Sacral Nerve Stimulation (Also Known as Sacral Neuromodulation or Urologic Nerve Stimulation)

A small electrode tip is placed near the sacral nerve, the nerve that controls voiding function in the lower spine. An implanted device stimulates the nerve to act as a sort of pacemaker for the bladder, improving urinary function and reducing or eliminating pain. Sacral nerve stimulation was originally used to treat urinary symptoms such as overactive bladder, urge incontinence, and non-obstructive urinary retention. It is also being explored for interstitial cystitis, neurogenic bladder, dysfunctional elimination syndrome in children, fecal incontinence, constipation, and chronic pelvic pain.

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When the bladder is working well, it is easy to take for granted. When there is difficulty, however, the effects can be life-altering . . .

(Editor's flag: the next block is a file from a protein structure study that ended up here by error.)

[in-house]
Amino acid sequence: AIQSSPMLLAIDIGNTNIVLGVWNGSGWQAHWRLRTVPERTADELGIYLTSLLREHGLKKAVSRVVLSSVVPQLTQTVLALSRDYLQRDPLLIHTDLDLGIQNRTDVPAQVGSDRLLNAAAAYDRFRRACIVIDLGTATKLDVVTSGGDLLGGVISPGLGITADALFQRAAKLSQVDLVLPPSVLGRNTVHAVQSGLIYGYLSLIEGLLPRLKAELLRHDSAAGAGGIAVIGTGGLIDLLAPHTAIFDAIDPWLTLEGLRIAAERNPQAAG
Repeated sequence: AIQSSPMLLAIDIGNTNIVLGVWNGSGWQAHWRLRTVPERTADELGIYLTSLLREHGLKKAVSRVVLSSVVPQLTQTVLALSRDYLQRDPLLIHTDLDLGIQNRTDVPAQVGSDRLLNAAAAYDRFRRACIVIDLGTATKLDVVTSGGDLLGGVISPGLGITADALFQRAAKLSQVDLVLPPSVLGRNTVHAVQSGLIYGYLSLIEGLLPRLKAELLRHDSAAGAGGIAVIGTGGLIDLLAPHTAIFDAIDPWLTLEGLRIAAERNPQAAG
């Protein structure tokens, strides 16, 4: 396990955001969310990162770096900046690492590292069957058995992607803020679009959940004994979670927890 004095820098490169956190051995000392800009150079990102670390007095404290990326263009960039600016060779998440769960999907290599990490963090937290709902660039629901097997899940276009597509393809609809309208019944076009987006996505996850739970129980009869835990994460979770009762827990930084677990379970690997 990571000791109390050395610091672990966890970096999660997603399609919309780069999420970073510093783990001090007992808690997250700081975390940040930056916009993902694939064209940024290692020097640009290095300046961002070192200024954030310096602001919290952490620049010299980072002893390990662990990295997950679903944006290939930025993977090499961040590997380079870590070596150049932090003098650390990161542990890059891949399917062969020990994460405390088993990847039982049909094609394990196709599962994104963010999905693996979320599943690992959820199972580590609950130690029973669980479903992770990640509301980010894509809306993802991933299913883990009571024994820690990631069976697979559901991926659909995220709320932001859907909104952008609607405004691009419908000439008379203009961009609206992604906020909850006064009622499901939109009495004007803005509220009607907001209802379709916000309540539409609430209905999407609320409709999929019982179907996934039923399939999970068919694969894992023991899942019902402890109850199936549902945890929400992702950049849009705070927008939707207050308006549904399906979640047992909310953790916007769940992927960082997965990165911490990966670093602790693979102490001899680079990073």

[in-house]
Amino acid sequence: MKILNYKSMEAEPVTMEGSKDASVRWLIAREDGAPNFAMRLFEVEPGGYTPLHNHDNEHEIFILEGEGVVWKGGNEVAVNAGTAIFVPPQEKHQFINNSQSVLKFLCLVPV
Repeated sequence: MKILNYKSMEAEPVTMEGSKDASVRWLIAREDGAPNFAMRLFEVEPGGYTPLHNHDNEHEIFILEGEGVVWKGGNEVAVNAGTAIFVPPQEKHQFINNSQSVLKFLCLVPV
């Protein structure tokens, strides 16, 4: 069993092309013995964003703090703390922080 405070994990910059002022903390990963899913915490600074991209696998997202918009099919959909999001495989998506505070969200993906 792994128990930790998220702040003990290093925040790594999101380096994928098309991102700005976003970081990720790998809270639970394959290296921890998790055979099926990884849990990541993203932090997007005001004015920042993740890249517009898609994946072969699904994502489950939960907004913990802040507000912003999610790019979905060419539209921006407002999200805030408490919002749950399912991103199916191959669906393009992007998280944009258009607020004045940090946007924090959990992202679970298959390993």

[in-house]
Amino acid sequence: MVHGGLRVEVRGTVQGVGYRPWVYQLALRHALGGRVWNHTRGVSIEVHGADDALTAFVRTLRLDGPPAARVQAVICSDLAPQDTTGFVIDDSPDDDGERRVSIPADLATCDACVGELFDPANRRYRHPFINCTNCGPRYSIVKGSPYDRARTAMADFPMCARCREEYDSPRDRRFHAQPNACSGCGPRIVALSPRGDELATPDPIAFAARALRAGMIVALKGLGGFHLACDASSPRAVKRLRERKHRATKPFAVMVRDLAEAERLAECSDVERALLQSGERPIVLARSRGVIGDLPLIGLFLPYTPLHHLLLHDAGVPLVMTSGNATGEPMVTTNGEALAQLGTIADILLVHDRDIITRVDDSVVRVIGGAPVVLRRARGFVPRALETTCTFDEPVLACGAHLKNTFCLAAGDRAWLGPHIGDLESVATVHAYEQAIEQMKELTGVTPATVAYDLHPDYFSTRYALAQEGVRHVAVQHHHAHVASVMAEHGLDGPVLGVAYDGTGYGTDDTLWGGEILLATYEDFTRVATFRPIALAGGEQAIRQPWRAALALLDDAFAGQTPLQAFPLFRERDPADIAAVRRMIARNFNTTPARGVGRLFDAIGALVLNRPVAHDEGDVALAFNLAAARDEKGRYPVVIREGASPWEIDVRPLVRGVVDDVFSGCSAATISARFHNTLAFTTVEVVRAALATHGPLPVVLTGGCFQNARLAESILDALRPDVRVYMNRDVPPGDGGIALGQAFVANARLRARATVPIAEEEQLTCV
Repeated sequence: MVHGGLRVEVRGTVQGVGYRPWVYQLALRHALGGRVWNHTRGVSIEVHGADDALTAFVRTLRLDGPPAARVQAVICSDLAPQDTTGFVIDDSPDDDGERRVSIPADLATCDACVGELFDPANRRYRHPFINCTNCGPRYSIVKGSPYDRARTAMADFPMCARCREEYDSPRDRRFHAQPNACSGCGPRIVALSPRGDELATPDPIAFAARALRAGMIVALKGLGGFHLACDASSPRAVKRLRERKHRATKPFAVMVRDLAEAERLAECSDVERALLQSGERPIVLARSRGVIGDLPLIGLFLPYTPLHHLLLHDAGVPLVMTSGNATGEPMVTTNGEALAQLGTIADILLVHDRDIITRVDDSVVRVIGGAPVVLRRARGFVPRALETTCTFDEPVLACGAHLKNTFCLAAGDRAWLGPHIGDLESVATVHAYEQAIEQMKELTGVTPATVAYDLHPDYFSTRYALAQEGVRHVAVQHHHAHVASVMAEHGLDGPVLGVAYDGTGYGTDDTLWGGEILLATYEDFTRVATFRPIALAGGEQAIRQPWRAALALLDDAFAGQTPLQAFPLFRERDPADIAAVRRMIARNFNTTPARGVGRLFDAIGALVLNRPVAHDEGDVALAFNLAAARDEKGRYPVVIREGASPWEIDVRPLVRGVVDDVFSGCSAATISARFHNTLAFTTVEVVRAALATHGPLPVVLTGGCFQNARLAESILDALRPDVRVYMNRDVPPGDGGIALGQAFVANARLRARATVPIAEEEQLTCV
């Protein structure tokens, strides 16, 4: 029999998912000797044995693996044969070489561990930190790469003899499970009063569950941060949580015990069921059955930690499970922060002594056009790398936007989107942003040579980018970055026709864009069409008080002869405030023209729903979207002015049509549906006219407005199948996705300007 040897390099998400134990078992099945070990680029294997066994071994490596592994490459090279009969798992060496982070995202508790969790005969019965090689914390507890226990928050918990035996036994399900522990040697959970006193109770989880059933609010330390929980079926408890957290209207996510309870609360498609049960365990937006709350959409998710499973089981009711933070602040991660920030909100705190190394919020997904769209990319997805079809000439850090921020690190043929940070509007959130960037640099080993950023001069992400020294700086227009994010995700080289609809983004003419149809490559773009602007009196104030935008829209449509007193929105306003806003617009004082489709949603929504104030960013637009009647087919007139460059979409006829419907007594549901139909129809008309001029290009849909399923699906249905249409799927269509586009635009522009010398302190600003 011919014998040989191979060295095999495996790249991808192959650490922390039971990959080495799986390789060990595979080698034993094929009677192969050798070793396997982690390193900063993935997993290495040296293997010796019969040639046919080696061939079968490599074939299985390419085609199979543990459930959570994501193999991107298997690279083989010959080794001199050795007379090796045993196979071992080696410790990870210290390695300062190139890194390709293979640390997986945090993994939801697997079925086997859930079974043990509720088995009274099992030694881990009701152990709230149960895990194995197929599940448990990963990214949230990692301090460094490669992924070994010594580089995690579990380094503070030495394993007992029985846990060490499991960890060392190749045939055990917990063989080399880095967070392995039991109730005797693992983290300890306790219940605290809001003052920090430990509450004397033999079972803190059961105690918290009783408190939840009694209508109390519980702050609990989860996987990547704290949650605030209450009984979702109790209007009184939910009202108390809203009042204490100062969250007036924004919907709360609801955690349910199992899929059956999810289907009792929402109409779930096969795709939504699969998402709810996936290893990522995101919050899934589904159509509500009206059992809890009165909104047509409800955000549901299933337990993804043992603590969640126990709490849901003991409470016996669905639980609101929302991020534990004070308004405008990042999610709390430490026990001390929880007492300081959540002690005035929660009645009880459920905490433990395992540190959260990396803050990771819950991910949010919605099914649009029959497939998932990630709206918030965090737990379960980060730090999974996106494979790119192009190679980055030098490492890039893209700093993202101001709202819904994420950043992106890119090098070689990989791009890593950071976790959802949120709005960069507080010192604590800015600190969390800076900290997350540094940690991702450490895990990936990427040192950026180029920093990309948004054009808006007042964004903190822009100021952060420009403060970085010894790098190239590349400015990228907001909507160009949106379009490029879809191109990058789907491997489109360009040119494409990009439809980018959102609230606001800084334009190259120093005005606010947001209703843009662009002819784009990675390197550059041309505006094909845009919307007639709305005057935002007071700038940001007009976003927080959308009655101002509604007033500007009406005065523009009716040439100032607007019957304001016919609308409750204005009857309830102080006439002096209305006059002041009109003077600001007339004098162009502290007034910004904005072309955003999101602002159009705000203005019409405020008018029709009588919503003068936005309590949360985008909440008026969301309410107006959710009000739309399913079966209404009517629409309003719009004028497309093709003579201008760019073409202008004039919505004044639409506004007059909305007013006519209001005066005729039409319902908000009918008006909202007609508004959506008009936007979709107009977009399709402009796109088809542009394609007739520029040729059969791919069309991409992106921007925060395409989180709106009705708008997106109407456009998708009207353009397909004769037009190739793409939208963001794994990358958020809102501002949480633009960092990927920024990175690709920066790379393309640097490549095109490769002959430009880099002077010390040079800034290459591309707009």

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Since its introduction in 1990s sacral neuromodulation, also known as sacral nerve stimulation, has proven to be a useful treatment . . .

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Faecal incontinence is an inability to control bowel movements . . .

Reviewed April 29, 2012
Sohier Elneil, B.Sc (Hons), MBChB, PhD (Cantab.), MRCOG
Member, International Neuromodulation Society
National Hospital for Neurology and Neurosurgery, Queen Square
London, England

Last Updated on Monday, November 22, 2021 11:07 AM